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California Plan To Limit Police Use Of Force Stalls, ‘Felony Murder’ Bill Ekes Forward

Andrew Nixon / Capital Public Radio

Demonstrators engage with police officers at a protest in downtown Sacramento over the death of Stephon Clark.

Andrew Nixon / Capital Public Radio

Two controversial public safety bills advanced and one stalled for the year on a busy — and late — Wednesday night of action in the California Legislature.

Senate President pro Tem Toni Atkins (D-San Diego) announced that she is holding a measure that seeks to change the rules governing when police officers can use deadly force. The bill, AB 931 by Asm. Shirley Weber (D-San Diego), emerged this spring after the fatal shooting of Stephon Clark by Sacramento police.

“Make no mistake: we have a critical problem that remains unaddressed. We need to end preventable deaths and to do so without jeopardizing the safety of law enforcement officers,” Atkins said in a statement late Wednesday, vowing to continue negotiations with law enforcement groups this fall and present a new bill when the next Legislature convenes in January.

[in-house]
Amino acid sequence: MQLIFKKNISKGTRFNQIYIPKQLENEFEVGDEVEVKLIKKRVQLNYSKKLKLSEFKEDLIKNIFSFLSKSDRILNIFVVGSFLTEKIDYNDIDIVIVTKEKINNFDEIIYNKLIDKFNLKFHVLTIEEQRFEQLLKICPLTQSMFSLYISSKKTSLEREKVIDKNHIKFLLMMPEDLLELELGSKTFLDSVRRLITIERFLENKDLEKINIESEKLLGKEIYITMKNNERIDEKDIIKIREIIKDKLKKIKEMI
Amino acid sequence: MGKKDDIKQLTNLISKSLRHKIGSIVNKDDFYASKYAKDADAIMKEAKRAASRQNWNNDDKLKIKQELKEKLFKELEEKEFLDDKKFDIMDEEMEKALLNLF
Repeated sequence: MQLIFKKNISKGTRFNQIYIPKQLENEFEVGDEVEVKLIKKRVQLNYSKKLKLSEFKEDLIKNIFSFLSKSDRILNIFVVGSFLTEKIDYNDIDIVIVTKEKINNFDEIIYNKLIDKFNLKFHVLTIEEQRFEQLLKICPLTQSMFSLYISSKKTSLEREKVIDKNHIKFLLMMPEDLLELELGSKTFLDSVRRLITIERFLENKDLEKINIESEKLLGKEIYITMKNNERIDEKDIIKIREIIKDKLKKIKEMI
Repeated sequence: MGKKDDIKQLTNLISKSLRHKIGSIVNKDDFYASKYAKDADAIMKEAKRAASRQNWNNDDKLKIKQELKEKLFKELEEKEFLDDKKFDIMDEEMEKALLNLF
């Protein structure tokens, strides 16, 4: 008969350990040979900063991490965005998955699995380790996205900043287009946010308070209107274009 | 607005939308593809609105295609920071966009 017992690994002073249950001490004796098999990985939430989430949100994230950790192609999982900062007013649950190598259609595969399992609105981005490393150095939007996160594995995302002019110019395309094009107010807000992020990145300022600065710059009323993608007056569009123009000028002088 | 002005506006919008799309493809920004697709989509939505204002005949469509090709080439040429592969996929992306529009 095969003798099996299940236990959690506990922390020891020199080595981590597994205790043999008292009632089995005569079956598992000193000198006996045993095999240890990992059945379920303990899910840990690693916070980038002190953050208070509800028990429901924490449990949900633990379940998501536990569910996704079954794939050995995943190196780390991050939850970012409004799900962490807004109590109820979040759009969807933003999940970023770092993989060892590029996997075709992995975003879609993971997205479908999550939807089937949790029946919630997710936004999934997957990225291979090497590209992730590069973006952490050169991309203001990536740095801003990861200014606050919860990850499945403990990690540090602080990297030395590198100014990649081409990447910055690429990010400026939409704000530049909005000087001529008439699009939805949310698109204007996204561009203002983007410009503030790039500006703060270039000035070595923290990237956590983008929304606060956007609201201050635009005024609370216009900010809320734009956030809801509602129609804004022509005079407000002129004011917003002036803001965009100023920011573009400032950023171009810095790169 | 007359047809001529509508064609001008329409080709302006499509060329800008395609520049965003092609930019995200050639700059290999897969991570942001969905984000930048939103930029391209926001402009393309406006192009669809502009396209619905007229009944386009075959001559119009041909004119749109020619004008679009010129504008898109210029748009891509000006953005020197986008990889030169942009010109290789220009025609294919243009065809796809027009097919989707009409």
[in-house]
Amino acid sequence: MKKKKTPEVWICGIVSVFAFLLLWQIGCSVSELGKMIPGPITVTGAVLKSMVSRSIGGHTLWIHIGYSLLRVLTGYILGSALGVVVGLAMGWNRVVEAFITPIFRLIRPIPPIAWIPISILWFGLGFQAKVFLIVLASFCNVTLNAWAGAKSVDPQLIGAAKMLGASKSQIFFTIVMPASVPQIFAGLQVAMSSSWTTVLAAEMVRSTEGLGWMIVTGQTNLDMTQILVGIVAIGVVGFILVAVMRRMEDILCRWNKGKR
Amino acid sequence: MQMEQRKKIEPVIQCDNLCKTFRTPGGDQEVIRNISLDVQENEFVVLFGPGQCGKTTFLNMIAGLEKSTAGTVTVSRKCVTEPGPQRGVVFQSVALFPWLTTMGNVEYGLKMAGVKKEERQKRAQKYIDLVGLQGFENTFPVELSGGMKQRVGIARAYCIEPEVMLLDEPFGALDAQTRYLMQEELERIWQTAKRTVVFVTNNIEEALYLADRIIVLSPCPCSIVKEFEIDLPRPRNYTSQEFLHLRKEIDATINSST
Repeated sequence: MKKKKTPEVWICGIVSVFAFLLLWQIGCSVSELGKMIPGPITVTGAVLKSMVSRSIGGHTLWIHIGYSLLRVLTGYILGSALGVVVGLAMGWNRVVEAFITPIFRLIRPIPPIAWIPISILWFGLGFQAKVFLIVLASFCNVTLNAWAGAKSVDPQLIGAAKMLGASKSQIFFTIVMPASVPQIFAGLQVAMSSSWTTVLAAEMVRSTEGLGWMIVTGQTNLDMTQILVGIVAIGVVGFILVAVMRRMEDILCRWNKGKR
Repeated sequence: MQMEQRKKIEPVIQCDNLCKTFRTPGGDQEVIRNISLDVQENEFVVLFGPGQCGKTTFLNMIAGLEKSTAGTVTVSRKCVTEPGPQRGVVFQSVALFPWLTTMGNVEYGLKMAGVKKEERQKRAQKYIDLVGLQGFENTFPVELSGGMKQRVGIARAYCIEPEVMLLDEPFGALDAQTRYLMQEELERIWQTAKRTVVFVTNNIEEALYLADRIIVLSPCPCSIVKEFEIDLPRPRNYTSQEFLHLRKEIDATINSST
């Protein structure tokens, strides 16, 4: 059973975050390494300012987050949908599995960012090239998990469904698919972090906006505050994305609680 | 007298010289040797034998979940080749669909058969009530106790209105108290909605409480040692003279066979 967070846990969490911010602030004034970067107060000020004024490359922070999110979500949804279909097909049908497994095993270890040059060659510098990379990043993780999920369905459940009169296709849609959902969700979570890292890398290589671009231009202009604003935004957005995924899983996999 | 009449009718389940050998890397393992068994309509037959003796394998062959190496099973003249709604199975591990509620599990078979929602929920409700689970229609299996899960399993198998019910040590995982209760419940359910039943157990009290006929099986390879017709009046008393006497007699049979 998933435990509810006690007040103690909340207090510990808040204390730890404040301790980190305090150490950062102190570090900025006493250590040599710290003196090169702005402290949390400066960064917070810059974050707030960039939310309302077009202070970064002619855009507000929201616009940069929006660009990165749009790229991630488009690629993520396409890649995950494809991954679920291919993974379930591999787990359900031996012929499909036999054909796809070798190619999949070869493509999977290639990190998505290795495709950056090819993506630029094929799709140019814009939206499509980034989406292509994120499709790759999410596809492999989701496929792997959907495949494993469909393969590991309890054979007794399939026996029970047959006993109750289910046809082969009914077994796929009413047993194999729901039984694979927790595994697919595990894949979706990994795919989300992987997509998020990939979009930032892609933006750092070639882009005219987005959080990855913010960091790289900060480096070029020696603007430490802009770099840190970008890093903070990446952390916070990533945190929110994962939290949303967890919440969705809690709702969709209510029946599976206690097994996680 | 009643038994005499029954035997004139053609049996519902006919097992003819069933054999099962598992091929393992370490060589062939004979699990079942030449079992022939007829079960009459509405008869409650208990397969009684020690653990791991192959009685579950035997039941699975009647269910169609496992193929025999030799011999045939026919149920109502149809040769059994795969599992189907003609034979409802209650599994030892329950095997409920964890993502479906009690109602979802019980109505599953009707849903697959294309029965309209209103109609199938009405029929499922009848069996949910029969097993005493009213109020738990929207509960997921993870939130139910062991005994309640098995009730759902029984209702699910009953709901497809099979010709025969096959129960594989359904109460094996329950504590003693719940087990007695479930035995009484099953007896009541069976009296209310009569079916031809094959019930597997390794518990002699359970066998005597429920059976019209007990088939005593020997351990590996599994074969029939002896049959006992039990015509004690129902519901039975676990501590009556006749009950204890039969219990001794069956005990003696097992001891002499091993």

“Unfortunately, the legislative calendar does not provide the necessary time to clearly resolve the concerns that need to be addressed,” she added, referring to the midnight Friday deadline for lawmakers to adjourn for the year.

But other public safety measures moved forward Wednesday night.

SB 1437 by Sen. Nancy Skinner (D-Berkeley), which seeks to rewrite California’s “felony murder” law, eked through the Assembly with the bare minimum 41 votes. Skinner argues current law “irrationally treats those who didn't commit murder the same as those who did.”

The Assembly also approved SB 1391 by Sens. Ricardo Lara (D-Bell Gardens) and Holly Mitchell (D-Los Angeles), which would prohibit 14- and 15-year-old criminal defendants from being tried as adults and sent to adult prison.

Both measures return to the Senate for a final vote. 

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